Lose That Big Deal? Here Are 5 Things to Do That Will Make Things Right
(This post originally appeared on Inc.)
In baseball, a hall of fame only gets hits less than 1/3 of the time. Few teams have ever had undefeated seasons in the NFL. And as bad as my hometown 76ers were this year, 10 teams still managed to lose to them. Ask anyone who plays sports and they’ll tell you about losing. It’s just part of the game.
In business, are you a loser? Of course you’re not. But you can’t win ’em all. And if you’re in sales, and if you’ve been running a business long enough, you soon realize that even the best get beaten. So how do you handle defeat? What do you do when you lose that big deal? You must do these 5 things.
You are gracious and keep the door open.
When you lose that big deal it hurts a lot. You spent a lot of time and effort on the proposal. You know in your heart that you’re the better company for the job. But for whatever reason, your competitor was chosen. Do not bash, gripe, whine or moan. Don’t ask for another chance or if the prospect would “reconsider.” Unless you have a different gut feeling you can bet that your prospect put an equal amount of time and thought into the decision. Be gracious. Say that you’re disappointed but that you respect their decision. Stay neutral on your competition. But specifically ask if it’s OK to stay in touch and check in once a while just to make sure things are going OK. No prospect is going to deny you that.
You check back in two months.
Of course you have a customer relationship management (CRM) system, right? Or at least a good way to track future tasks. Your goal is to make sure this prospect never falls through the cracks. And you start with a specific email or phone call about two months later just “checking in” to make sure that things are going OK. You’d be surprised at how many projects start with the best of intentions and quickly turn south. And every company, regardless of the vendor they choose, wants a backup plan in case things go bad. If things are going well, then say you’re happy for them (I know…you’re not). If things are bumpy check ask if it’s OK to follow-up again in a few weeks. If things are going poorly…you’re baaaaack!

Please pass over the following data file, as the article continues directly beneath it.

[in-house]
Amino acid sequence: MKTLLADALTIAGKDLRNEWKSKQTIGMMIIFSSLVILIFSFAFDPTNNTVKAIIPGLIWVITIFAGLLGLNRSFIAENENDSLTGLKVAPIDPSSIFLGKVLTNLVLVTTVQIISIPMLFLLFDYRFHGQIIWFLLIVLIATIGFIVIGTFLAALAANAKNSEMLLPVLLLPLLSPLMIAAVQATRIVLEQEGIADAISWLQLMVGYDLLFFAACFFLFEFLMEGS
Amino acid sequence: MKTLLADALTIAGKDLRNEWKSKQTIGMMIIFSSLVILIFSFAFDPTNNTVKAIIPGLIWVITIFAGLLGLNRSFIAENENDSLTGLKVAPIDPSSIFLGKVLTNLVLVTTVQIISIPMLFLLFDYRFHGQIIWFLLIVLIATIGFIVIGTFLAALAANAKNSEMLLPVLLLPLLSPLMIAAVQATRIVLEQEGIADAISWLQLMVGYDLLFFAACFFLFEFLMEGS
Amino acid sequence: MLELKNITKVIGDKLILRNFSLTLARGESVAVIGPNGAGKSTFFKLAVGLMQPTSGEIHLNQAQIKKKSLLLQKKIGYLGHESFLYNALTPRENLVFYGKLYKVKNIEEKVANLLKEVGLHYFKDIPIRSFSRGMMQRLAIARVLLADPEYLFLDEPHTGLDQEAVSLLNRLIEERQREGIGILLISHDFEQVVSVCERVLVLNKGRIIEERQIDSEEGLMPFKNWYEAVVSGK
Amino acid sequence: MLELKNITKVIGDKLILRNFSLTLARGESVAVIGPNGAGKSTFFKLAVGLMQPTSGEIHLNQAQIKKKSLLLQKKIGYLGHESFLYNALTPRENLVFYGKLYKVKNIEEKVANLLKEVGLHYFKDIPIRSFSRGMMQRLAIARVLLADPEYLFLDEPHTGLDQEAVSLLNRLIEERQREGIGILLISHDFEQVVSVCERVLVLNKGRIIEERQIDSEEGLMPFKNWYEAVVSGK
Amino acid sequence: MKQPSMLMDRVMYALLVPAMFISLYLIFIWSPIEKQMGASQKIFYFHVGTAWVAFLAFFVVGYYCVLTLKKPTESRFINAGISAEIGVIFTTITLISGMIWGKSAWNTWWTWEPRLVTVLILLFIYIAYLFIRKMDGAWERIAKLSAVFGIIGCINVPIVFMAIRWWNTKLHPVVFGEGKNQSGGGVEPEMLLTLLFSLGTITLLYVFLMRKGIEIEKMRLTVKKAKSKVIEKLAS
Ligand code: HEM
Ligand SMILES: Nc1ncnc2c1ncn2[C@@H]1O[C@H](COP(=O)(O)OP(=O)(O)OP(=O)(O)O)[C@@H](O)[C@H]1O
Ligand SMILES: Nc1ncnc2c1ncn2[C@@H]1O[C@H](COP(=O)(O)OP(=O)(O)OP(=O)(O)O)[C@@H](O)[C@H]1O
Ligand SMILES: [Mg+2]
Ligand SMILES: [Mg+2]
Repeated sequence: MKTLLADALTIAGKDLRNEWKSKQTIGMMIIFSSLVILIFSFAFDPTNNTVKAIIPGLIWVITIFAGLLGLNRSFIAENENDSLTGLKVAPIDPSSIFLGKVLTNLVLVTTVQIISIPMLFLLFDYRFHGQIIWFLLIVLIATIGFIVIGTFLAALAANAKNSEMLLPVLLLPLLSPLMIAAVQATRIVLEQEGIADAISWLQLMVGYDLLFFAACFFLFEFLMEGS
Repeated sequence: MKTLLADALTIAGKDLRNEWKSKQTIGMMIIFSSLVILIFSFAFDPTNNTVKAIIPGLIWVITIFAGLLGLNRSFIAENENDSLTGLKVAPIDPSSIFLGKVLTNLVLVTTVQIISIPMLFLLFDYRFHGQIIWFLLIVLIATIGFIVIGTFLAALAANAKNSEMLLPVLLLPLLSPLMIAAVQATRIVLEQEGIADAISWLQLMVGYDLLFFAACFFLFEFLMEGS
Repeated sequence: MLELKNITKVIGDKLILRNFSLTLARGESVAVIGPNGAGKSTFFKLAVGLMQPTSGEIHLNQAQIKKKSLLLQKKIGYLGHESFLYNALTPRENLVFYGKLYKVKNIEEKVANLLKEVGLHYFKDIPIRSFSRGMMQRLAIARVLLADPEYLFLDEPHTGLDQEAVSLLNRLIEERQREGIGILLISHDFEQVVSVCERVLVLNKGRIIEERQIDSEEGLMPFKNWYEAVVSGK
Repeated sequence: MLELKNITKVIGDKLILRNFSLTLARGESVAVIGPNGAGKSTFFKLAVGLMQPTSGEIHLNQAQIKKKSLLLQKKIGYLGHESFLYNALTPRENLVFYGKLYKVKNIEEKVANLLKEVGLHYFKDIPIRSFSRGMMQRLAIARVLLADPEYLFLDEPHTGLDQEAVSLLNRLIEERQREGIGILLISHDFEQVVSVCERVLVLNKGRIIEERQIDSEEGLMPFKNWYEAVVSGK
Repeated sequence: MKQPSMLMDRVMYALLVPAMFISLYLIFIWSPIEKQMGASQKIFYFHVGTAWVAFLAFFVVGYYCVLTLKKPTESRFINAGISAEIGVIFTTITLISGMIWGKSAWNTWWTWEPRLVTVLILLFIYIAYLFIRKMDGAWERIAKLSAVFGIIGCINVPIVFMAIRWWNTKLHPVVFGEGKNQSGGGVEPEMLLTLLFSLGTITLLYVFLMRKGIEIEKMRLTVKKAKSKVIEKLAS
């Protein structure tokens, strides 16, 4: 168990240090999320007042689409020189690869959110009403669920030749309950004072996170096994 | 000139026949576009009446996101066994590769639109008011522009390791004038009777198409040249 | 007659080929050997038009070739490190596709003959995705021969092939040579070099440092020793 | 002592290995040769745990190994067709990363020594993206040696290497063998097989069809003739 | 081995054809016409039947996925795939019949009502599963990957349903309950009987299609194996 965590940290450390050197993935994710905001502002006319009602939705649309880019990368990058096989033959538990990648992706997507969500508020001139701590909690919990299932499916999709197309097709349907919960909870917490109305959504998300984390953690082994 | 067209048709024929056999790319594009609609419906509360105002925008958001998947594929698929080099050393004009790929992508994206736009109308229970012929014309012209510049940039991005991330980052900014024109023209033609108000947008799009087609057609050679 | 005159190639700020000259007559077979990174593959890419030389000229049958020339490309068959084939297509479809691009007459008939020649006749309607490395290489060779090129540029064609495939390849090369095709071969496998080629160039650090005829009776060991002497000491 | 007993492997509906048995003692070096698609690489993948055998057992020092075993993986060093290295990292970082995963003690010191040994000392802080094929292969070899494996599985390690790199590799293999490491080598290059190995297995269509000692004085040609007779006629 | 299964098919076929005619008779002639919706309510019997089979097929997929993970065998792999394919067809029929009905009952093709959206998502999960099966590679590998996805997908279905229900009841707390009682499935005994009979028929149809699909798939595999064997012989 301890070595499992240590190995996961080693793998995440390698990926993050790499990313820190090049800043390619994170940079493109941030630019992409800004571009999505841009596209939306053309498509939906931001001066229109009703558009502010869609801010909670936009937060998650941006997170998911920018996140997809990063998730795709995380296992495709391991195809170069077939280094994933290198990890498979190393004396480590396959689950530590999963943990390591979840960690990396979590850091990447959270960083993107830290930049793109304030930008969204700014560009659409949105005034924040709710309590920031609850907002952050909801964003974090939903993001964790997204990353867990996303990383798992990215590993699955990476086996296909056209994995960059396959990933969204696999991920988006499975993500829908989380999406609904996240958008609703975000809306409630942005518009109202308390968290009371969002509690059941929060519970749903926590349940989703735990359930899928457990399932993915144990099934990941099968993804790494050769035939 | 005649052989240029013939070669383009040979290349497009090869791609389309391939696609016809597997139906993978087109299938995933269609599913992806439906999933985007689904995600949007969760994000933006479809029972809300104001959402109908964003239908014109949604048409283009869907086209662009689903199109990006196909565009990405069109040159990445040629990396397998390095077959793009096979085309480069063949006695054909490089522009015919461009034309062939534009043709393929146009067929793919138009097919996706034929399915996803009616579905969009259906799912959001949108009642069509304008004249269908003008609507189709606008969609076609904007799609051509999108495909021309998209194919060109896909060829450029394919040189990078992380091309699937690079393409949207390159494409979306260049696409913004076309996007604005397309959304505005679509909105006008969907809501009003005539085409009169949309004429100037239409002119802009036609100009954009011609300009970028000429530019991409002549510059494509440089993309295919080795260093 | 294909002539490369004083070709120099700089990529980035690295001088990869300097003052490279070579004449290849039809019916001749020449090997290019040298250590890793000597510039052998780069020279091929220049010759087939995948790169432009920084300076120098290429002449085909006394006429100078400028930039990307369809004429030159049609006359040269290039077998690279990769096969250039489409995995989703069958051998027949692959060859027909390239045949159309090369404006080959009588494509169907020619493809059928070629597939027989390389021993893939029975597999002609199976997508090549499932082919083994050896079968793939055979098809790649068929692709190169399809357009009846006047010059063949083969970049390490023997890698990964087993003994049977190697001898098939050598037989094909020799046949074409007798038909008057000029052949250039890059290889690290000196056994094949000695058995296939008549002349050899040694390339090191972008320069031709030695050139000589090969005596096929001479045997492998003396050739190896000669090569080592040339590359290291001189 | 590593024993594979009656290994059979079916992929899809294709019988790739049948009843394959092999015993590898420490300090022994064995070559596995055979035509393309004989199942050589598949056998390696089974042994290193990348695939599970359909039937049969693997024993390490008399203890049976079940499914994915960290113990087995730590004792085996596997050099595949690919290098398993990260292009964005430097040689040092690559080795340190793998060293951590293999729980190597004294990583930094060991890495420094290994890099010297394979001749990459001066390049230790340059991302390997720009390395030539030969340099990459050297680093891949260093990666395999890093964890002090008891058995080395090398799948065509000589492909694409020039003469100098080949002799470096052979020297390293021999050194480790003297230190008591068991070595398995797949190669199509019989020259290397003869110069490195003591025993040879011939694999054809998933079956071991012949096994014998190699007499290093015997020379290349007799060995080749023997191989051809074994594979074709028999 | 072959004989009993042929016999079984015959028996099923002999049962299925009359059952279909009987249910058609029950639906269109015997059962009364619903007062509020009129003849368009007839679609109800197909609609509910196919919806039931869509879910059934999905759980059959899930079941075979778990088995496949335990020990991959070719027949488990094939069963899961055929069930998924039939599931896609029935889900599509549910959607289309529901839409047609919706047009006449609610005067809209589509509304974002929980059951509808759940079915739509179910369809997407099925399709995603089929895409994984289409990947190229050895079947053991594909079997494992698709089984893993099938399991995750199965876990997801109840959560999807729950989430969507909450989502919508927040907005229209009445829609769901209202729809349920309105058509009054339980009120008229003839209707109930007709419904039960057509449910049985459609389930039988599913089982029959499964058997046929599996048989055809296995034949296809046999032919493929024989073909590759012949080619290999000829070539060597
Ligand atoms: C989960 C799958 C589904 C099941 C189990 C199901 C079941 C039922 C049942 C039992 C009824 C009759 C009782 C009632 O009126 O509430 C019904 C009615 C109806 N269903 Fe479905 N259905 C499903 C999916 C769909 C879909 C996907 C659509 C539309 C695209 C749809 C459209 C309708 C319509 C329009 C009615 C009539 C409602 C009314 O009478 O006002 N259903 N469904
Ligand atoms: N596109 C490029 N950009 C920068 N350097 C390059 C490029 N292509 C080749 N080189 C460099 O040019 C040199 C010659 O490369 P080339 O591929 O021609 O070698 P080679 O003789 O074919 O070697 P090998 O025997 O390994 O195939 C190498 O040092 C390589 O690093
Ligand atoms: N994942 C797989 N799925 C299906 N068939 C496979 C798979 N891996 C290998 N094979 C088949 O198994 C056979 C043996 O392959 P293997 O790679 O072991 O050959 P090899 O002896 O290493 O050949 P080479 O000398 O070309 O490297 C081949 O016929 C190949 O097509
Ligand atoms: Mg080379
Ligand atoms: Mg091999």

You never fall out of touch.
Assuming things are OK and the prospect is moving along with your competitor resolve to never lose touch with this company. They are a future prospect! Schedule a personal check-in for every 6-9 months. If you have a newsletter (and you should have a newsletter) make sure they’re on the list (with their permission of course). Make them part of other mailings, event invitations, announcements and educational materials. Even though they’re not a customer they should be hearing from you 4-5 times a year through a combination of emails, calls and mailings. Connect with them on LinkedIn, follow them on Twitter and make it a point to send them links to interesting articles and thought pieces. These people were once interested in your products and services. They will be back again, believe me. People change jobs. New faces appear. Your competition will slip. And when that happens your job is to make sure that they think of you again…first…because you’ve been doing such a good job staying in touch with them.
You track and analyze your losses.
Good CRM systems have good reports. And a very popular report among smart business owners I know is a Lost Sales Report. In your CRM system you have been tracking opportunities or forecasts. And when those opportunities are resolved, positively or negatively, you are closing them out. And most importantly if you lost the deal you’re noting in that closing activity the reason why you lost the deal and to who. Every 2-3 months you are reviewing your lost deals and looking for trends. Is one specific competitor whomping you? Is there a competitive product that seems to be more popular than the rest? Is it price? Is it something else? A Lost Sales Report is a tough one to read, so you have my permission to pour yourself a stiff one before undertaking your review. But you’ll learn a lot from your defeats. And you’ll adjust.
You move on.
Yes, life goes on. You will feel horrible for the first 24-48 hours and that’s OK. Wallow in your misery. But then you’ll go to my favorite site: Shorpy. Look at all those restored digital photographs from a hundred years ago! Look at all those shop owners and business people and office workers and pedestrians on the street! And remember what they all have in common. They’re all dead! And so will you be in a hundred years. So shake it off, learn from the experience and move on. Your goal is to have so many potential deals in the pipeline that you can focus on others where you can win. There will always be plenty of deals in the future. And you’re going to lose some. Hopefully you’ll win more than you lose. Such is life.